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Nussle Op-Ed: Anniversary of Dodd-Frankā€”A Big Dud
Monday, July 25, 2016 6:45 AM

By Jim Nussle, President/CEO of Credit Union National Association

In the days and weeks leading up to the effective date of the Truth in Lending Act-Real Estate Settlement Procedures Act integrated disclosures (TRID) rule, the offices of the Credit Union National Association’s compliance officials in Madison and Washington, DC, sounded like a radio station in the midst of a major giveaway. The phones never stopped ringing.

One CUNA compliance expert recalled that every day, all day, credit unions called in or emailed with questions about implementation of the rule, with the questions becoming increasingly complex the deeper credit unions dove into the regulation.

On many occasions, it took compliance staff hours to pore through TRID to respond, likely after substantial time invested by the credit union to understand the rule.

Six years following the passage of the Dodd-Frank Wall Street Reform and Consumer Protection Act, signed into law to the day today, July 21, 2010, the calls and emails have diminished, but not stopped.  

And they won’t, because this is a credit union’s new reality.

Credit Unions 'Swamped'
A law passed specifically to stomp out the irresponsible behavior of the big banks has swamped credit unions with overregulation.

No matter the intentions, which were clear as Congress embroidered the words “Wall Street Reform” into the name of the bill, the consequences have been incredibly problematic for credit unions and, more importantly, to their consumer-friendly financial products and services. 

More than a quarter of all credit union employees now solely work on compliance, a number that rises to nearly 50 percent for our smaller members, and as an industry, our compliance costs rose nearly 100 percent between 2010 and 2016, according to our cost-of-regulatory-burden study.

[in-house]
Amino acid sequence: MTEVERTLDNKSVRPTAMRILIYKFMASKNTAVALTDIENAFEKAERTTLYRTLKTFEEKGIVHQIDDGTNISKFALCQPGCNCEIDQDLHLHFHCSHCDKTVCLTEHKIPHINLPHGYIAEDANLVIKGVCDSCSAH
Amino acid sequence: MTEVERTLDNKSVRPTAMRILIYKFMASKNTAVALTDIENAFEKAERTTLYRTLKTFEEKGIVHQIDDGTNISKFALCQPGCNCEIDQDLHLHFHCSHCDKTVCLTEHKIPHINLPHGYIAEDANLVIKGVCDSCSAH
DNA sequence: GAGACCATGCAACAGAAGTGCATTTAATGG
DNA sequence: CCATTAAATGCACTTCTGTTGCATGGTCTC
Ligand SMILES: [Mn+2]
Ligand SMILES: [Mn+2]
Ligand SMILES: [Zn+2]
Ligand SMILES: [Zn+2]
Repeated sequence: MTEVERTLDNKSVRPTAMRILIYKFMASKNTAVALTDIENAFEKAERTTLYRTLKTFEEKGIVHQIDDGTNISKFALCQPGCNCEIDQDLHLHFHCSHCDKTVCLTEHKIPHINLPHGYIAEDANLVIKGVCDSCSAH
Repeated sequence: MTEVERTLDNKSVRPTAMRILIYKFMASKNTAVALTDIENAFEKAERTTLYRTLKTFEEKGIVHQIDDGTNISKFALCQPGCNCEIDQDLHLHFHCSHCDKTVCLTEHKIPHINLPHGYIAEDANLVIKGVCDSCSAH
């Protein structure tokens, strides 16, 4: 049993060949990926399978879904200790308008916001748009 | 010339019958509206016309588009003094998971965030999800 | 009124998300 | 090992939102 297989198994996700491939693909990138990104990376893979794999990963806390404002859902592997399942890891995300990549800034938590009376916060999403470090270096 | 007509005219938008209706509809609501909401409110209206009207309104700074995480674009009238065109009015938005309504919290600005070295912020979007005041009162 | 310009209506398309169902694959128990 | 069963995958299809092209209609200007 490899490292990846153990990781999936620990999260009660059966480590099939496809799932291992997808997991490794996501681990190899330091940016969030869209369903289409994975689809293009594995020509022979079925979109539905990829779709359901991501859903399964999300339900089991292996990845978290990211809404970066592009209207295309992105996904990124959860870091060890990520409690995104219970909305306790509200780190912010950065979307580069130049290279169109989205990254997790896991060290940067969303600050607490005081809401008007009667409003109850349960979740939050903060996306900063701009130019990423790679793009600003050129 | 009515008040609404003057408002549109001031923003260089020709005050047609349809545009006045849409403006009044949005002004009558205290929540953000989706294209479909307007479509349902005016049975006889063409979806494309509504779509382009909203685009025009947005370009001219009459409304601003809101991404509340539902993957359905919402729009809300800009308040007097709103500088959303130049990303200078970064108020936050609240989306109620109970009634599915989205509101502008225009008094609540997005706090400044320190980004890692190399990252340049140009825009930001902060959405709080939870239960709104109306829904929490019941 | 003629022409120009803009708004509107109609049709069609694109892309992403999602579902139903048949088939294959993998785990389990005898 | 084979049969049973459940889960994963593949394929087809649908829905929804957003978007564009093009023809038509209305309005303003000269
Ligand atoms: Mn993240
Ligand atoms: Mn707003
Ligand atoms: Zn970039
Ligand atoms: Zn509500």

These costs are shouldered directly by credit union members, as credit unions often tell us they would hike interest rates on deposits and slim down rates on loans if it weren’t for the additional compliance costs. Washington certainly did not intentionally want consumers, who had nothing to do with the Great Recession, paying for the mistakes made by those who led to our economy’s demise.

CUNA bends over backwards for our member credit unions to ensure they can meet this mounting challenge. Collaborating with our League partners, we’re developing newer and more effective ways to help credit unions stay in compliance.

We offer the CUNA Compliance Community, which houses innumerable downloadable resources for members, while also offering a space to bounce questions off of peers working the front lines of regulatory burden. Members can have any compliance question answered by emailing cucomply@cuna.com. And we host and coordinate a loaded calendar full of webinars, eSchools, in-person events, and training.

'It Will Only Get Worse'
But these are not solutions to the real problem. The pace and complexity of regulations that credit unions are required to grapple with is unsustainable. If we stay on this course, credit unions will be forced to raise costs or cut further back on the services they can provide. And it will only get worse.

In fact, it’s already happening. The phone calls again are ramping up.  

The implementation date for the Home Mortgage Disclosure Act looms and, once again, credit unions, baffled and overwhelmed by the regulations that continue to pile up on their desks, are turning to experts to sift through the complexity.

Credit unions were established to promote thrift, to support their communities, and to serve their members by ensuring security in their financial lives.

Credit unions were not established to fill out the government’s paperwork. Yet, increasingly, despite playing absolutely no part in the financial crisis, it seems that’s all they have time to do.